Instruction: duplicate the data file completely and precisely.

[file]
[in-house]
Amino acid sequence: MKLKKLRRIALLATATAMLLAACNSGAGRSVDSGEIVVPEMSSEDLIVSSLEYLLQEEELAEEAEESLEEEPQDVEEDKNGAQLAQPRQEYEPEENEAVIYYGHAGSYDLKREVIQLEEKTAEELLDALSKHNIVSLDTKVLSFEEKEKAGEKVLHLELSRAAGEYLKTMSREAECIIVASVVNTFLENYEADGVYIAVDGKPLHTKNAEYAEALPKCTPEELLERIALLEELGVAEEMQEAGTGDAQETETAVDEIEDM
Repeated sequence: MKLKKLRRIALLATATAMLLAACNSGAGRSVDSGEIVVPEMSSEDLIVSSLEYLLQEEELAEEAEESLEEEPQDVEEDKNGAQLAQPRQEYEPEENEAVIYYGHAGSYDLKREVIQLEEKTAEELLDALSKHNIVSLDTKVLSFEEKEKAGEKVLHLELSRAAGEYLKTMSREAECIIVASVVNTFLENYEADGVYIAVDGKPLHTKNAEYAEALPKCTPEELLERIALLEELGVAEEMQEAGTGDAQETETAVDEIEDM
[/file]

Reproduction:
[in-house]
Amino acid sequence: MKLKKLRRIALLATATAMLLAACNSGAGRSVDSGEIVVPEMSSEDLIVSSLEYLLQEEELAEEAEESLEEEPQDVEEDKNGAQLAQPRQEYEPEENEAVIYYGHAGSYDLKREVIQLEEKTAEELLDALSKHNIVSLDTKVLSFEEKEKAGEKVLHLELSRAAGEYLKTMSREAECIIVASVVNTFLENYEADGVYIAVDGKPLHTKNAEYAEALPKCTPEELLERIALLEELGVAEEMQEAGTGDAQETETAVDEIEDM
Repeated sequence: MKLKKLRRIALLATATAMLLAACNSGAGRSVDSGEIVVPEMSSEDLIVSSLEYLLQEEELAEEAEESLEEEPQDVEEDKNGAQLAQPRQEYEPEENEAVIYYGHAGSYDLKREVIQLEEKTAEELLDALSKHNIVSLDTKVLSFEEKEKAGEKVLHLELSRAAGEYLKTMSREAECIIVASVVNTFLENYEADGVYIAVDGKPLHTKNAEYAEALPKCTPEELLERIALLEELGVAEEMQEAGTGDAQETETAVDEIEDM